New research could predict deaths based on shopping habits

Research from Nottingham University Business School is one step closer to helping to predict deaths from respiratory diseases by analysing the shopping habits of customers in local authority areas across England.

Newly published research in Nature Communications, funded by the UKRI/EPSRC, and supported by the NHS and a UK high street retailer, explored the connection between the purchase of non-prescription medications, from cough remedies to pain relief, that are used to treat respiratory illnesses, and registered deaths from those diseases.

Looking at over two billion records of sales from March 2016 to March 2020, supplied by the UK high street retailer, researchers at the University of Nottingham, led by Elizabeth Dolan and Dr James Goulding at NUBS, used Artificial Intelligence (AI) to predict the deaths in 314 local authority areas across England.

The team found that in using the shopping data from local authority areas, predictions were often a lot more accurate than models that relied primarily on seasonal trends and sociodemographic factors such as poverty, housing quality, age and the size of population.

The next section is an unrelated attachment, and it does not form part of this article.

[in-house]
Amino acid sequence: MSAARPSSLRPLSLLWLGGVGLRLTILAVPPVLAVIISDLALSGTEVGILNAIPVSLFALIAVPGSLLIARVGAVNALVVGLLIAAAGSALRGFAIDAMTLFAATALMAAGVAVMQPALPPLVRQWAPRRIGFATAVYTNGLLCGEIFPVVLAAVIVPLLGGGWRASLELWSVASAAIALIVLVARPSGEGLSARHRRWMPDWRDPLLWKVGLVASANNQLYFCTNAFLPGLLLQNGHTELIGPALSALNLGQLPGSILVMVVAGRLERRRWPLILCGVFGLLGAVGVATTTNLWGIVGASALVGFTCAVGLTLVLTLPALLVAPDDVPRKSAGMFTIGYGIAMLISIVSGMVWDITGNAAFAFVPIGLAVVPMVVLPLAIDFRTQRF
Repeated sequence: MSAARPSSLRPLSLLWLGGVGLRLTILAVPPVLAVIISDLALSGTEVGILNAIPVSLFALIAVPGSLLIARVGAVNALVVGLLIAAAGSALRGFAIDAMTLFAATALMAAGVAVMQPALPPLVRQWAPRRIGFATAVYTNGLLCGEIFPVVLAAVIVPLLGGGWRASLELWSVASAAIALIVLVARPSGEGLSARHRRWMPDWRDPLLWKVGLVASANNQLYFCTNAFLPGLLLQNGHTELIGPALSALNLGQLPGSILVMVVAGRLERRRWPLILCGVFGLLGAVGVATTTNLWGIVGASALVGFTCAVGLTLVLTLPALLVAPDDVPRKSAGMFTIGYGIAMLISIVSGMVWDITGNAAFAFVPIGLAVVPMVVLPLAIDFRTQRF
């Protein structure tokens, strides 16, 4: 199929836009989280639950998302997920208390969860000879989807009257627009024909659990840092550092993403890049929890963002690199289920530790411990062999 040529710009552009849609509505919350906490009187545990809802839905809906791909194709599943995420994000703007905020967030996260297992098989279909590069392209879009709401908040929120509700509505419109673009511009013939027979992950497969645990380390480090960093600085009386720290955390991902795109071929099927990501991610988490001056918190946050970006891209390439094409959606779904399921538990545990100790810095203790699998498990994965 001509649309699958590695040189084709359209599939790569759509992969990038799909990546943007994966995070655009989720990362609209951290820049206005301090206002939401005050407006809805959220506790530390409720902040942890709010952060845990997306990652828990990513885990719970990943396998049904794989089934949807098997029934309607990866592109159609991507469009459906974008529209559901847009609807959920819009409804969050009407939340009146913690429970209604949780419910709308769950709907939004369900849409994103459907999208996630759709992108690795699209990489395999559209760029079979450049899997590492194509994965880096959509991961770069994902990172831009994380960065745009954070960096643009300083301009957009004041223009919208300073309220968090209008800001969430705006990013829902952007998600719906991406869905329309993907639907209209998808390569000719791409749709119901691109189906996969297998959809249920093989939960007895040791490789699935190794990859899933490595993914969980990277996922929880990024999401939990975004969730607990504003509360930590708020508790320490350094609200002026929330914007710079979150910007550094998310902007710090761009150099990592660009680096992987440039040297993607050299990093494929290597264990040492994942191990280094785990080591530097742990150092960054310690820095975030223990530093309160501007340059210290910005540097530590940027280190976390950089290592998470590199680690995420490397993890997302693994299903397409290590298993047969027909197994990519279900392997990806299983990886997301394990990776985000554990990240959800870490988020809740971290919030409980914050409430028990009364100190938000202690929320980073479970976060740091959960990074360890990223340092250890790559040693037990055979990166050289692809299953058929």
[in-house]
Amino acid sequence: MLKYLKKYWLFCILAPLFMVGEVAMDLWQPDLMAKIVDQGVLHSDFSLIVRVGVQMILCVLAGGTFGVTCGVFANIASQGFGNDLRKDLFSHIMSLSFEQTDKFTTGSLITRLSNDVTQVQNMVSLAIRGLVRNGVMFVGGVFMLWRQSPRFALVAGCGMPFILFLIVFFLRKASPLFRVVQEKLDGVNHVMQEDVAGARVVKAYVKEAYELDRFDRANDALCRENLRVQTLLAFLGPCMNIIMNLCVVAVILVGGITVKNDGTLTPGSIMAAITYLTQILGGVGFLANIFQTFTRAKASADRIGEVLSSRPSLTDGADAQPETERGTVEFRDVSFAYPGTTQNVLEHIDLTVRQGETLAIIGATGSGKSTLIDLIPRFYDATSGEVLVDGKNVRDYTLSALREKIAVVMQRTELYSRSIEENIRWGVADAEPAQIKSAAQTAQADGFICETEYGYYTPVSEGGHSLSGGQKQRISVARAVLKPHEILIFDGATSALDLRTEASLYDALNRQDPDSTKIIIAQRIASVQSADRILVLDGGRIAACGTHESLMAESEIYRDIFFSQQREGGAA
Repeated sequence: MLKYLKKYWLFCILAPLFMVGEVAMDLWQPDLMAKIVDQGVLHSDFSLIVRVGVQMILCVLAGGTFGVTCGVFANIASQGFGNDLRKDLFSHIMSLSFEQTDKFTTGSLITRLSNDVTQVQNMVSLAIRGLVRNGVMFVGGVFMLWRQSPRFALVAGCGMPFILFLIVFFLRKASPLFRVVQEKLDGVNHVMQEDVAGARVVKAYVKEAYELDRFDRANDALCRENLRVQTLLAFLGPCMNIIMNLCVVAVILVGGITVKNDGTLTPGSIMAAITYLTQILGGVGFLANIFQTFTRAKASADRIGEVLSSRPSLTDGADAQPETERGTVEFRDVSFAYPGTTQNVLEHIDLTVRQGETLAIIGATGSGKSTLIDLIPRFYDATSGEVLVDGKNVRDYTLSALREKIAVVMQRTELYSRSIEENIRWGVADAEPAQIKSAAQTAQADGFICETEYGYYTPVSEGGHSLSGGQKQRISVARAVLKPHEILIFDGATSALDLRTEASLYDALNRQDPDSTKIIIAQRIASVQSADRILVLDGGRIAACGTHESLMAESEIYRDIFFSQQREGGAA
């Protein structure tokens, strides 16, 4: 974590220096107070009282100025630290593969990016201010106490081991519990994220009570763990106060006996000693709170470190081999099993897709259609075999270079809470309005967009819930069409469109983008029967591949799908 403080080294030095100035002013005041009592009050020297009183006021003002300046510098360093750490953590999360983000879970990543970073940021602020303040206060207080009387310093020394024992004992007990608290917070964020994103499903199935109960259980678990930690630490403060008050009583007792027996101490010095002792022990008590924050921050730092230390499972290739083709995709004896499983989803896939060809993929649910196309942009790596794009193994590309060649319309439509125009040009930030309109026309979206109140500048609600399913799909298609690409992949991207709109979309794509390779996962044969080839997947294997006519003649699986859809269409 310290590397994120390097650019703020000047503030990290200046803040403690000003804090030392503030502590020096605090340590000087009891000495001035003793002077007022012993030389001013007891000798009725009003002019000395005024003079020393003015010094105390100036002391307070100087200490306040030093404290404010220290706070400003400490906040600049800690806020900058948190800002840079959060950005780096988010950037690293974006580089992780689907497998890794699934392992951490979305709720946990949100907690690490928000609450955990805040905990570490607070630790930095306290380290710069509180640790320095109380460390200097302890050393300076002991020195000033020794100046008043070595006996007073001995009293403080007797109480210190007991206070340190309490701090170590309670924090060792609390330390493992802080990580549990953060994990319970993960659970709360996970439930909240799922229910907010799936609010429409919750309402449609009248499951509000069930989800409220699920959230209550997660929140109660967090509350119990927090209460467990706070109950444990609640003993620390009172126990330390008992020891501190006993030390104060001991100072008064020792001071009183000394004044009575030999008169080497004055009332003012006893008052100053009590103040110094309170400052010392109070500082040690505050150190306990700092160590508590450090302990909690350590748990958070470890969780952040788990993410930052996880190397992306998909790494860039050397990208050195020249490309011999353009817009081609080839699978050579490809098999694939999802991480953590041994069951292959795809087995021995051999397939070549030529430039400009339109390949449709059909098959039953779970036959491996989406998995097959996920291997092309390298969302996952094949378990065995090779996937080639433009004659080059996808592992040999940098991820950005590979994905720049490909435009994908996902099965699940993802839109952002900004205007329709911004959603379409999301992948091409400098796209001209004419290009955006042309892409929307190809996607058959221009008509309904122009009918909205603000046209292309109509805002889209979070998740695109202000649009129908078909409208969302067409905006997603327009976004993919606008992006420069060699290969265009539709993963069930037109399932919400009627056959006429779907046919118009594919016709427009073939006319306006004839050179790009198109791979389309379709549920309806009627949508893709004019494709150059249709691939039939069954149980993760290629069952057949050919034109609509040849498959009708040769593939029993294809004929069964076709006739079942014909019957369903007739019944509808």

Further to this, academics found that they could accurately predict deaths from respiratory diseases over 17 days in advance using the data they analysed.

Using these findings, it is hoped that future developments in this area could help identify those most at risk of death from respiratory conditions, support the NHS and help highlight the most at-risk communities and environmental changes that could exacerbate chronic lung conditions.

Elizabeth Dolan, a PhD candidate at the Horizon CDT and a member of Nottingham University Business School, said: “Our research shows that using sales data, such as rising cough medicine purchases, significantly improves predictions of deaths from respiratory disease. This highlights the urgent need to make this practical data source more accessible for medical research.

“It could provide healthcare providers an invaluable tool to better manage services and plan more effectively, especially as we now have COVID-19 to cope with alongside the other causes of respiratory disease.”

The full research paper is available here.